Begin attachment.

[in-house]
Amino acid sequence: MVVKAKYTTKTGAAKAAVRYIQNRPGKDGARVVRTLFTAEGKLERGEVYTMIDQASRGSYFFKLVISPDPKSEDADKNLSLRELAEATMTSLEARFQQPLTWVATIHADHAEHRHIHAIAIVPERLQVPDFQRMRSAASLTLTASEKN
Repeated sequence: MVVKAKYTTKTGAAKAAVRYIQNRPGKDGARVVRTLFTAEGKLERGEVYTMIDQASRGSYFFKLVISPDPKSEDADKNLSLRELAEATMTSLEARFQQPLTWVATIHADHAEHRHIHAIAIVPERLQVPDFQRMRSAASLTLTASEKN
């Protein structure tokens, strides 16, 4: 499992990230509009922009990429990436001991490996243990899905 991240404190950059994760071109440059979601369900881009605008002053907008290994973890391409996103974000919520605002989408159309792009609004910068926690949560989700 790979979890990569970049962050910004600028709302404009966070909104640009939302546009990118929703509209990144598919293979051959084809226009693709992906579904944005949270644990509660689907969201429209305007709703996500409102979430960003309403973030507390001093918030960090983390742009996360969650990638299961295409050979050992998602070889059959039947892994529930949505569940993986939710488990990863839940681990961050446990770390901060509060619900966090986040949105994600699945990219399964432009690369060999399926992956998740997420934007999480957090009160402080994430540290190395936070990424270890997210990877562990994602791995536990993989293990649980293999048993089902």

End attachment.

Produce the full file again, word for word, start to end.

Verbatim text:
[in-house]
Amino acid sequence: MVVKAKYTTKTGAAKAAVRYIQNRPGKDGARVVRTLFTAEGKLERGEVYTMIDQASRGSYFFKLVISPDPKSEDADKNLSLRELAEATMTSLEARFQQPLTWVATIHADHAEHRHIHAIAIVPERLQVPDFQRMRSAASLTLTASEKN
Repeated sequence: MVVKAKYTTKTGAAKAAVRYIQNRPGKDGARVVRTLFTAEGKLERGEVYTMIDQASRGSYFFKLVISPDPKSEDADKNLSLRELAEATMTSLEARFQQPLTWVATIHADHAEHRHIHAIAIVPERLQVPDFQRMRSAASLTLTASEKN
């Protein structure tokens, strides 16, 4: 499992990230509009922009990429990436001991490996243990899905 991240404190950059994760071109440059979601369900881009605008002053907008290994973890391409996103974000919520605002989408159309792009609004910068926690949560989700 790979979890990569970049962050910004600028709302404009966070909104640009939302546009990118929703509209990144598919293979051959084809226009693709992906579904944005949270644990509660689907969201429209305007709703996500409102979430960003309403973030507390001093918030960090983390742009996360969650990638299961295409050979050992998602070889059959039947892994529930949505569940993986939710488990990863839940681990961050446990770390901060509060619900966090986040949105994600699945990219399964432009690369060999399926992956998740997420934007999480957090009160402080994430540290190395936070990424270890997210990877562990994602791995536990993989293990649980293999048993089902």